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AFSPA removal: Why Tripura and J&K are very different

June 02, 2015 14:20 IST

A soldier in Kashmir

 

My travels made me realise how different the ground situation and people's mindsets in the two states are. People seemed happy and secure in Tripura whilst there was only complaining and suspicion in J&K, says Sanjeev Nayyar.

Last week, 18 years after the Armed Forces Special Powers Act was enforced in Tripura, the state government decided to withdraw the act. Under pressure Jammu and Kashmir Chief Minister Mufti Mohammad Sayeed said thereafter that 'his government will achieve its objectives regarding revocation of AFSPA in J&K’.

I visited Tripura and Jammu region in late 2014 and like to share some observations of ground situation and people interactions.  

From Silchar, Assam took a 6 am bus to Dharmanagar, Tripura to see bas-relief sculptures of Unakoti. On entering Tripura could sense the difference. Roads smooth, forests/farms on either side and importantly helpful people who welcomed me to their state.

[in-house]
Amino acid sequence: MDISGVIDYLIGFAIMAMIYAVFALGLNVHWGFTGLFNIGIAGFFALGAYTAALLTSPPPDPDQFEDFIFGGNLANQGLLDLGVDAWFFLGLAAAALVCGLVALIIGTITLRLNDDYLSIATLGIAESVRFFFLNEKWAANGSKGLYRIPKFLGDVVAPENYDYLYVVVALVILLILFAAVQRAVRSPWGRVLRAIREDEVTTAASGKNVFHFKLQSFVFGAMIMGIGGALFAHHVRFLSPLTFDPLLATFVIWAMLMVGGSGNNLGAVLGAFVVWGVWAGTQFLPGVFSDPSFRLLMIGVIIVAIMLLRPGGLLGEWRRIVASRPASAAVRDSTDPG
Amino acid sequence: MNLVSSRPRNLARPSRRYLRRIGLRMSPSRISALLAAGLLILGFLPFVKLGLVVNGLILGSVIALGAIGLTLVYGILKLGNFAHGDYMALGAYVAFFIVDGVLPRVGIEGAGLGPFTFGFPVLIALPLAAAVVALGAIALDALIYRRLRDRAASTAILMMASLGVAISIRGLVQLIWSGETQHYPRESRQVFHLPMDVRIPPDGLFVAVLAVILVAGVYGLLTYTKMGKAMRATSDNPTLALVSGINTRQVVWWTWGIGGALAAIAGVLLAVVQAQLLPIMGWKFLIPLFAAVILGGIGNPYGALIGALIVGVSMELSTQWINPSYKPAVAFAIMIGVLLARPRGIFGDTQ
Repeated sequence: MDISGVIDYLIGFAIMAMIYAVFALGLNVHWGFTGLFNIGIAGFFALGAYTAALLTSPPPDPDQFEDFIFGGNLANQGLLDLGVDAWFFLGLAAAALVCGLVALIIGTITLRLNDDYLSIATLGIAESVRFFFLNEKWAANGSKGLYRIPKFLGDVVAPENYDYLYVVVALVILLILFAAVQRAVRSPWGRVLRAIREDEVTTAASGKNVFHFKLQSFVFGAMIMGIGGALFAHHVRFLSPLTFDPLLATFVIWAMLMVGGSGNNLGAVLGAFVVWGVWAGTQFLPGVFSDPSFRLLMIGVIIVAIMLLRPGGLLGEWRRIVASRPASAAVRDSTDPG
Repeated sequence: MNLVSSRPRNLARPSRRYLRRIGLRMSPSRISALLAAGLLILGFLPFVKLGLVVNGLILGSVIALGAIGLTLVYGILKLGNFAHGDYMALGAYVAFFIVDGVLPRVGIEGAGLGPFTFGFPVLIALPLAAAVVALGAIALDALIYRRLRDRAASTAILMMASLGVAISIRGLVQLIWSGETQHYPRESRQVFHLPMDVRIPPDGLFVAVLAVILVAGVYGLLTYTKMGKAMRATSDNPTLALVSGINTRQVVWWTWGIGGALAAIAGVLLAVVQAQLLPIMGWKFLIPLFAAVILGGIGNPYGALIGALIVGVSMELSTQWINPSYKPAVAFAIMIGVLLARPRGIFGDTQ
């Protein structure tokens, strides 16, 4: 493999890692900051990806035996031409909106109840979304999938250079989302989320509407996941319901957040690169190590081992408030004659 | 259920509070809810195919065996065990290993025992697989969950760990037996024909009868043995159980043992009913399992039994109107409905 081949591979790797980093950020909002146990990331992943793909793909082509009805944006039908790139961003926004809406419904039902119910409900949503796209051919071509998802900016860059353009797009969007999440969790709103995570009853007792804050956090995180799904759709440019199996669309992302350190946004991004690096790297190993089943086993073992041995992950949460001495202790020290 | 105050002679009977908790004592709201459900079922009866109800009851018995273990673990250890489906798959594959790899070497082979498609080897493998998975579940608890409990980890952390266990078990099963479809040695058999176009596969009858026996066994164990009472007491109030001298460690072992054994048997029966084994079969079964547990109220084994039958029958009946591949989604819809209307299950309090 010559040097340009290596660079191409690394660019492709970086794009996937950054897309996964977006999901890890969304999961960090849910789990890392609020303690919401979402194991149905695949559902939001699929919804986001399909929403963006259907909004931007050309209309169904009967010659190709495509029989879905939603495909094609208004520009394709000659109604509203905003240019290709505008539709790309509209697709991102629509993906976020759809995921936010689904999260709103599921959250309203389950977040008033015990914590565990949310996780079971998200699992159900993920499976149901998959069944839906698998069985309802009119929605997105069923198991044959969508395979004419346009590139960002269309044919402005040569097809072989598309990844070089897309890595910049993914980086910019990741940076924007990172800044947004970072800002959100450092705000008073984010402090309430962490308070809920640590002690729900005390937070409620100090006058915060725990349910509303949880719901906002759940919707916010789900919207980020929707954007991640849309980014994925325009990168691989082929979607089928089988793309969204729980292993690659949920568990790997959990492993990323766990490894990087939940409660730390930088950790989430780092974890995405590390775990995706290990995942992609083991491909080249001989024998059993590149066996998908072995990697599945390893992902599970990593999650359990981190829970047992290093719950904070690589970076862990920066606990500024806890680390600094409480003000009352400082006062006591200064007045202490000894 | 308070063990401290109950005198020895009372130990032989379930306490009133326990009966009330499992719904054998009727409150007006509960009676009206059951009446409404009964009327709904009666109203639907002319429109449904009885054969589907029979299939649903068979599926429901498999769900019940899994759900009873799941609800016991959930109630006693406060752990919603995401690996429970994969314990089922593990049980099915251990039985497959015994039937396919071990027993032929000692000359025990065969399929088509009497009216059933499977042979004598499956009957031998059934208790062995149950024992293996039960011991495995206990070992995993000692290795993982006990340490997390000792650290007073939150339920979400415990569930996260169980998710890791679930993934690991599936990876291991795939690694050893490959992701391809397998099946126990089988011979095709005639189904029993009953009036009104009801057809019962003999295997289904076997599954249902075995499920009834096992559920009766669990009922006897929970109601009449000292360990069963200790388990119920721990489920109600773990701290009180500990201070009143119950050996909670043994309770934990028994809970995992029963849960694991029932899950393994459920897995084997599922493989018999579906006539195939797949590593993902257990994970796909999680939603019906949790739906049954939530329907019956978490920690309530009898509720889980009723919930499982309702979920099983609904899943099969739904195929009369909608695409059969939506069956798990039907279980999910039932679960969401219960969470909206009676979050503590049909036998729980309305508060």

The rock-cut Shiva head at Unakoti, Tripura.

The rock-cut Shiva head at Unakoti, Tripura. Photograph: Sanjeev Nayyar

Unakoti is in forests, is very well maintained and has marvellous rock cut carvings of Shiva, Ganesha, Shri Ram and Lakshman.

Dharmanagar to Agartala took about eight hours by bus. We drove through villages/towns and forests. Houses were well laid-out and clean, markets active, people smiling and students in bus spoke about desire to progress.

In contrast entrance to the Martand Surya Mandir in Anantnag was blocked by apple boxes. The board which gives history of the place was rusted and difficult to read. Enroute saw burnt down homes of Kashmiri Pandits that brought back memories of the 1990s.

Reached Agartala at 8.30 pm. It was an hour's drive by auto to the outskirts of Agartala where I was staying. Felt unsafe for starters but the auto driver put me at ease.